Kids check out the pond on the Bell Museum's Learning Landscape

Bell Reopening News

The Bell Museum Reopens July 16


Bell Museum, Adrienne Wiseman, 612.624.0794


The Bell Museum will be open Thursday–Sunday, July 16–19 for members and to the general public beginning on Thursday, July 23.


Guests will need to make advance timed reservations online.


A selection of images can be found here, more available as needed.

MINNEAPOLIS/ST. PAUL (July 13, 2020) — The Bell Museum at the University of Minnesota will reopen to members on July 16 and to the general public on July 23. The Bell Museum brings together science, art and the environment with a unique Minnesota perspective and features high-tech exhibits, famous wildlife dioramas and outdoor learning experiences.

With approval from public health and University officials, the Bell Museum will take a measured approach to reopening, with safety being the highest priority for visitors and staff members. The museum will continually evaluate safety measures and seek feedback from staff and visitors, and make adjustments as necessary.

Starting Thursday, July 16, the Bell Museum will be reopening with a few adjustments:

  • Limited days and hours of operation: Thursday–Sunday, 10 am–4 pm
  • Attendance will be limited to 25 percent of our building’s capacity at any single time to encourage physical distancing and allow ample space for every visitor.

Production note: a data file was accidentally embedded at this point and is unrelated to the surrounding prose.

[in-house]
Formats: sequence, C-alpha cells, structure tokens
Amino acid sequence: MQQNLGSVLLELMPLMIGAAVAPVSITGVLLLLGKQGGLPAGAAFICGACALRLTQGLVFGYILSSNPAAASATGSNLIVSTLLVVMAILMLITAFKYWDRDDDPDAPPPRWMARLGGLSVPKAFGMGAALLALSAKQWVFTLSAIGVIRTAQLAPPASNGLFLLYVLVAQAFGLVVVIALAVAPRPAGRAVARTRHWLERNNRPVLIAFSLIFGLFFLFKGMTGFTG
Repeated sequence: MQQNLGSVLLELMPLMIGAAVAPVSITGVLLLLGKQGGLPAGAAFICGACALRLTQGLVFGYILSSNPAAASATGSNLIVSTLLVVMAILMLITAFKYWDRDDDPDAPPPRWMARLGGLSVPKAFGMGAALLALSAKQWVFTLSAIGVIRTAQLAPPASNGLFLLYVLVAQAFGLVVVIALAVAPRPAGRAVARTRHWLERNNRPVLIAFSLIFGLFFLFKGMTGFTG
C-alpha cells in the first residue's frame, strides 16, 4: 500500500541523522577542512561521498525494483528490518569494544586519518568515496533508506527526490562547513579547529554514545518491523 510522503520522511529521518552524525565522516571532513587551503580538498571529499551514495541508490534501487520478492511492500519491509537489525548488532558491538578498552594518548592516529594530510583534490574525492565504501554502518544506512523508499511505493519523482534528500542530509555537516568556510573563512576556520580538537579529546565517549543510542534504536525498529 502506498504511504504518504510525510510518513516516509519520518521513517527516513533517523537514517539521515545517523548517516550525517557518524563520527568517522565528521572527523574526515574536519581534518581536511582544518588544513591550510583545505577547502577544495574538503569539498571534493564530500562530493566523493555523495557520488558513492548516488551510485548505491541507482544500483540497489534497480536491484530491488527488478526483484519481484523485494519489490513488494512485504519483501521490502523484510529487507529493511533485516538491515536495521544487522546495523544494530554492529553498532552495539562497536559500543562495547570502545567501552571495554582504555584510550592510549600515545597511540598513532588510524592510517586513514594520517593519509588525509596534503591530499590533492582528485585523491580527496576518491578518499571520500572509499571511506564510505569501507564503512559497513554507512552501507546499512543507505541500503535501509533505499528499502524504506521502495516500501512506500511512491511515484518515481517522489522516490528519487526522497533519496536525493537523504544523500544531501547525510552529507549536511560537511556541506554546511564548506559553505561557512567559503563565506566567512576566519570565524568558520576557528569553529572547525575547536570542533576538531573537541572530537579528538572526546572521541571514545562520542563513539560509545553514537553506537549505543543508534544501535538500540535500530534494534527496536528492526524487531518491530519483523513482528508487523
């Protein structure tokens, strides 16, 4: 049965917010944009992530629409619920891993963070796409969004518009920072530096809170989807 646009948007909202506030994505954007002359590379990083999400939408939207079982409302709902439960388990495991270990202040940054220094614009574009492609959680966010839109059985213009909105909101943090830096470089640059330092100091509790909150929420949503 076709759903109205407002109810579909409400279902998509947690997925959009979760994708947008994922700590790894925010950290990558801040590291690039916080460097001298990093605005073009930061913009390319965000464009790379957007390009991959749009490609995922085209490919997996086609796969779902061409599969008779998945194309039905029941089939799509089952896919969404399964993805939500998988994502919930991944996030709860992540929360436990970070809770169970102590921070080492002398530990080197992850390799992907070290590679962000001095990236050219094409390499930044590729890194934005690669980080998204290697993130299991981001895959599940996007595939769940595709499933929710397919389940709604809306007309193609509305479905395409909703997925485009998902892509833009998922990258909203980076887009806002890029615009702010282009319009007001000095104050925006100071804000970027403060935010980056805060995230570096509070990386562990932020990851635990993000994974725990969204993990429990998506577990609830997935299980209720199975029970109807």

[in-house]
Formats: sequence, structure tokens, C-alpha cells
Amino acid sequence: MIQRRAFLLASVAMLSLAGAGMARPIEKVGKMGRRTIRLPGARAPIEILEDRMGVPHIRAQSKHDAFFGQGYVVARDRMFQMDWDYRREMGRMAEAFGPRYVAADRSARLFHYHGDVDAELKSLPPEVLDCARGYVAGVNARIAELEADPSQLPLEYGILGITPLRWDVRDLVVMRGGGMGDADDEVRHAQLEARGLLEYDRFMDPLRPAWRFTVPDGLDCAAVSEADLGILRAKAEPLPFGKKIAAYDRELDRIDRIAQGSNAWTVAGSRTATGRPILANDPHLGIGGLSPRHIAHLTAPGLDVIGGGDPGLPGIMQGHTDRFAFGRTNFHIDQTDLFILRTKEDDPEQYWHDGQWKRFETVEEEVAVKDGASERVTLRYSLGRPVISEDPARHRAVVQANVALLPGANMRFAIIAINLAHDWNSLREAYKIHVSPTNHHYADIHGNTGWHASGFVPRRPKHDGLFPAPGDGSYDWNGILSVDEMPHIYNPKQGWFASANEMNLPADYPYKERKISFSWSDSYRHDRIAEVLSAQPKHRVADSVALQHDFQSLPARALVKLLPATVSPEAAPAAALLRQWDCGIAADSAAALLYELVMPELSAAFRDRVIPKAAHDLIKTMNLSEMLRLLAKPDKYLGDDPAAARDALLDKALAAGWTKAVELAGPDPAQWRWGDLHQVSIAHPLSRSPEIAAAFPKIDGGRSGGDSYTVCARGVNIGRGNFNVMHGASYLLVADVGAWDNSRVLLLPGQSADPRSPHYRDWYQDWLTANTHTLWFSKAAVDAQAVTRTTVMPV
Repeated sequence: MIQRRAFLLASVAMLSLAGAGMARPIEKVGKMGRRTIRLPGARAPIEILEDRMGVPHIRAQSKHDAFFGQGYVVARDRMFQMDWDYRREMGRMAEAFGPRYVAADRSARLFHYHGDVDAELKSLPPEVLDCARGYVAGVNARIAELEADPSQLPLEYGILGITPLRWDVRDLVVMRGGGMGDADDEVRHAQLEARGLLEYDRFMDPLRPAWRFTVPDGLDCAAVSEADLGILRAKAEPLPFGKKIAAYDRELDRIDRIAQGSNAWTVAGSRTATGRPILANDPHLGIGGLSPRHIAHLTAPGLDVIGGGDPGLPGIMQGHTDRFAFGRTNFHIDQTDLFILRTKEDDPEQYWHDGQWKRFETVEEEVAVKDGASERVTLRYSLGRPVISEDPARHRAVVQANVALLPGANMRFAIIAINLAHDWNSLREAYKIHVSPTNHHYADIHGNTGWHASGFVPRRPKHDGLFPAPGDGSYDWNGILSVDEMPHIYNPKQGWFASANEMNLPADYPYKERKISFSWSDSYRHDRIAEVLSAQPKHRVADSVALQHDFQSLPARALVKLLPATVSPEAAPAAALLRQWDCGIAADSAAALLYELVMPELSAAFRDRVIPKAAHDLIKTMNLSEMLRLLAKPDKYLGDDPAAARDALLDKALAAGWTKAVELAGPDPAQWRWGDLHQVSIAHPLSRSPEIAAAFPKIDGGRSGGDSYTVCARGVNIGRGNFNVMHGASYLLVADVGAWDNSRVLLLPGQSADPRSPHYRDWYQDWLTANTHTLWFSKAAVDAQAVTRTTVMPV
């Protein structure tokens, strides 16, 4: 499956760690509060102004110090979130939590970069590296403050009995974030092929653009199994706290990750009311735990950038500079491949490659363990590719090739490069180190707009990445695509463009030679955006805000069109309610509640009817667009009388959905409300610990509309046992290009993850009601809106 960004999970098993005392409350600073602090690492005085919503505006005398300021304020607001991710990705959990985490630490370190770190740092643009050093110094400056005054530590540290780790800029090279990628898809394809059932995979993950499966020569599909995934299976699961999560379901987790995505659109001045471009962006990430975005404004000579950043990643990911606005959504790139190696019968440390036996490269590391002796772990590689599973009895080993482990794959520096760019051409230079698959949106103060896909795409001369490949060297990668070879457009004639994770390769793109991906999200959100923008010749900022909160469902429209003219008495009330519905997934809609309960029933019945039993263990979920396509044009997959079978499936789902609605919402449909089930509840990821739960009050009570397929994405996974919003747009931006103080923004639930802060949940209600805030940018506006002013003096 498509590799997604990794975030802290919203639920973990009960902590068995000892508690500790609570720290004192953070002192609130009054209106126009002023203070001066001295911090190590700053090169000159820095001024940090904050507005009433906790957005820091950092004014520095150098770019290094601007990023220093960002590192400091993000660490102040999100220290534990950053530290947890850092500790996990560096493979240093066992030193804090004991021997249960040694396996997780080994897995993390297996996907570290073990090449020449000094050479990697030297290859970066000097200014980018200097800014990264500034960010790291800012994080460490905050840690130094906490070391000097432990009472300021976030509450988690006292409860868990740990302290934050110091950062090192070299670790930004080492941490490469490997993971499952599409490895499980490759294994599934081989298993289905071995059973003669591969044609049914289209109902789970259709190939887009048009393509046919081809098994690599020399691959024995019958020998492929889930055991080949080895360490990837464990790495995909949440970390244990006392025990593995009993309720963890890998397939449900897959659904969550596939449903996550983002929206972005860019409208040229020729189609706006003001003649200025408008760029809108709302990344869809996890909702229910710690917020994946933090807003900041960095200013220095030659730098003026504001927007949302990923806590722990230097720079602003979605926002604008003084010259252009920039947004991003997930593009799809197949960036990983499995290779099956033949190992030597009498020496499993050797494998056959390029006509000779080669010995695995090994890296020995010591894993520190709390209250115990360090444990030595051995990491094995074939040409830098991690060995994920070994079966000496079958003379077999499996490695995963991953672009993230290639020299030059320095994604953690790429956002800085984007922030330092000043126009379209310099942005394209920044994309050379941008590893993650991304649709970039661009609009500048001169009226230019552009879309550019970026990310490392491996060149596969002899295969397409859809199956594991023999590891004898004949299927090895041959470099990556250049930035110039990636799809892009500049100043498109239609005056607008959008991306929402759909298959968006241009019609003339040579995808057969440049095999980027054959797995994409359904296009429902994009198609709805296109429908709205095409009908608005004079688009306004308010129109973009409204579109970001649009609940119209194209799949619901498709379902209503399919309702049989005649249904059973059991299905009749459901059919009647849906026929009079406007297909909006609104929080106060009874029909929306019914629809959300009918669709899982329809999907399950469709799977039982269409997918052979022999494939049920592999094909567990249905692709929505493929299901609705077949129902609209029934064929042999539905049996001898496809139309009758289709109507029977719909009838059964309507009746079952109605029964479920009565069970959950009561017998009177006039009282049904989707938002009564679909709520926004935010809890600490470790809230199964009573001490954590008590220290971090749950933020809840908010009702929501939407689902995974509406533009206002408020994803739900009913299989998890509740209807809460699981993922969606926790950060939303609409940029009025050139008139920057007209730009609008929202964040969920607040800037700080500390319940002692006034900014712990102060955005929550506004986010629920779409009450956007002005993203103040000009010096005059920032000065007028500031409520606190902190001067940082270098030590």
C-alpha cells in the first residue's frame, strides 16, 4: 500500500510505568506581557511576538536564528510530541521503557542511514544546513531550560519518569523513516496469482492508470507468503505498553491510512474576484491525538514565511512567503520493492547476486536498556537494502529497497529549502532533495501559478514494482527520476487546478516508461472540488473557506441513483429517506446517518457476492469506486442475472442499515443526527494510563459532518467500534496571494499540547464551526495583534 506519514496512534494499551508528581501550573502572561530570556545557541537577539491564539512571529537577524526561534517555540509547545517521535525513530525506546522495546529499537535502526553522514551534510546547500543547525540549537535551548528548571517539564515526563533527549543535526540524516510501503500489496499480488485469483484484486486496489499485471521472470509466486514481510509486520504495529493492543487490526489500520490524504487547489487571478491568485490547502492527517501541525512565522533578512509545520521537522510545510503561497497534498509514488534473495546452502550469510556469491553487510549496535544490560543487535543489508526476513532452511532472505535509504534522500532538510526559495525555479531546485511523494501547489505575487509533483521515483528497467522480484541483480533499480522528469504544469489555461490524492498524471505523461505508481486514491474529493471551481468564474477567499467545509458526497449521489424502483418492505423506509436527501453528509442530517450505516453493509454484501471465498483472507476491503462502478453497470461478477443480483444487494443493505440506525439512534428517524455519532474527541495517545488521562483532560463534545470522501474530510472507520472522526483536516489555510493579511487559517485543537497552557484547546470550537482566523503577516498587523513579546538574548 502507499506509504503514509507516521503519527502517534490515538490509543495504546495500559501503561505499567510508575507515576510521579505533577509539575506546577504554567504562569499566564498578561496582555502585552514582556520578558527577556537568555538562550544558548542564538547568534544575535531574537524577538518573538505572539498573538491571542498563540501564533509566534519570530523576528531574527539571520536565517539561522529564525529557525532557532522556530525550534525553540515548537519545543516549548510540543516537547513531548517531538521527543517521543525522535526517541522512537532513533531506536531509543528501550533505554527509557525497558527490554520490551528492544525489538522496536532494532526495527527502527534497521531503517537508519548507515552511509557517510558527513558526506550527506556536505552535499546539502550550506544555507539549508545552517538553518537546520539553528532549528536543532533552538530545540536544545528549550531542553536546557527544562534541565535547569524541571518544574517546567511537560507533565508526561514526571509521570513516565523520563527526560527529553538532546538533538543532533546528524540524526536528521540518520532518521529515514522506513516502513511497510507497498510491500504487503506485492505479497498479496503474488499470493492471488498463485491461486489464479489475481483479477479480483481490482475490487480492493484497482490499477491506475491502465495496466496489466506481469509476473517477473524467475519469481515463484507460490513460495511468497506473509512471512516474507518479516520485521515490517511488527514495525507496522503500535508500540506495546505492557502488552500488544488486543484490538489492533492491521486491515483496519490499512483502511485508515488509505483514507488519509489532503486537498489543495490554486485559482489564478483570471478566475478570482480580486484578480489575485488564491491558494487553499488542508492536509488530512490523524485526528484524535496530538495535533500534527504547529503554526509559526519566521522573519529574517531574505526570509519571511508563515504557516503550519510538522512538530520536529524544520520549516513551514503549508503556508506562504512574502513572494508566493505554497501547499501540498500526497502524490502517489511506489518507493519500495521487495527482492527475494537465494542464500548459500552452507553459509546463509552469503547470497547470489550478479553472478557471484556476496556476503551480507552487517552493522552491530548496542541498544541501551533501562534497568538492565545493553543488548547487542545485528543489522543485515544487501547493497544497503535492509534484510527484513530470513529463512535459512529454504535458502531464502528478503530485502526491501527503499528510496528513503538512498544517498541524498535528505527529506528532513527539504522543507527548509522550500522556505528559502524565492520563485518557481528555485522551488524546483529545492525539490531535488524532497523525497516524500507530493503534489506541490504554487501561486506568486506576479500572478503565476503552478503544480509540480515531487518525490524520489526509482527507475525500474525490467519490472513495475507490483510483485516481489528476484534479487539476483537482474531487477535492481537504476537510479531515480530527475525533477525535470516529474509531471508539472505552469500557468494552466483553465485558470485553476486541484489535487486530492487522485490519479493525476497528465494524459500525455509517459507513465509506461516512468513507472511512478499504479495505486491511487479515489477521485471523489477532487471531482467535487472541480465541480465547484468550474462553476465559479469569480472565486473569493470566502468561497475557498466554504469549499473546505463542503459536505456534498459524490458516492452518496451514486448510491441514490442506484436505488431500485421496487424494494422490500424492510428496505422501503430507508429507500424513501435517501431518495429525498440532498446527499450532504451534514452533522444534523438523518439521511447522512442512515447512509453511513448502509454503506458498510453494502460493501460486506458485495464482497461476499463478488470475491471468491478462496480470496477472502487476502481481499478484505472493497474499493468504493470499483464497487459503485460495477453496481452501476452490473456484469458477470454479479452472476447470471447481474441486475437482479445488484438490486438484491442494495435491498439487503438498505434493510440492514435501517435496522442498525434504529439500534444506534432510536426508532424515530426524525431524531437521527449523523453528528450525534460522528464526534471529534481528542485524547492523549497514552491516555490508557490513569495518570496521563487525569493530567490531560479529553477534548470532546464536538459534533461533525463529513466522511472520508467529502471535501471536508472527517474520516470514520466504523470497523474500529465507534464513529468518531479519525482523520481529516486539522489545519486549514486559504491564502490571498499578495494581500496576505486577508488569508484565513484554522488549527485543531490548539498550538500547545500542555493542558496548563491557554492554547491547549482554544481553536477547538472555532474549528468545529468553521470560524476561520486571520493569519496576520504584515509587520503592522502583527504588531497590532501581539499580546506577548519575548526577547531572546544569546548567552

• We will require advance reservations of tickets for timed entry to the museum.
  • To maintain safe physical distancing, the Planetarium will not be open during this phase of reopening.
  • All visitors over 2 years old must wear a face covering that covers the mouth and nose. If a visitor has a medical condition or disability that prevents this, reasonable accommodations will be provided.
  • We have enhanced cleaning throughout the exhibit spaces and Touch & See for a safe visit.

“As Minnesota’s natural history museum, the Bell Museum serves a unique role in our community and state,” said Denise Young, Executive Director of the Bell Museum. “We exist to educate and inspire people about the natural world and, in this challenging and stressful time, we can offer a safe place to escape and reflect, enjoying the beauty of nature. We hope our visitors will enjoy the change of scenery from months of being limited to our homes. Museums are great places to have fun, learn together, and make new memories, and the Bell Museum is excited and ready to reopen.”

To purchase tickets, follow the instructions at our website or call 612-626-9660, 10 am–5 pm, Monday–Friday. To access waived admission programs (Explore passes, and waived admission for Indigenous peoples, and other discounts, passes or offers), please call in advance, 612-626-9660.

About the Bell Museum

The Bell Museum is Minnesota’s state natural history museum, founded in 1872. The museum is part of the University of Minnesota’s College of Food, Agricultural and Natural Resource Sciences. Our mission is to ignite curiosity and wonder, explore our connections to nature and the universe, and create a better future for our evolving world. For details, visit


On view at the Bell this summer

Minnesota Journeys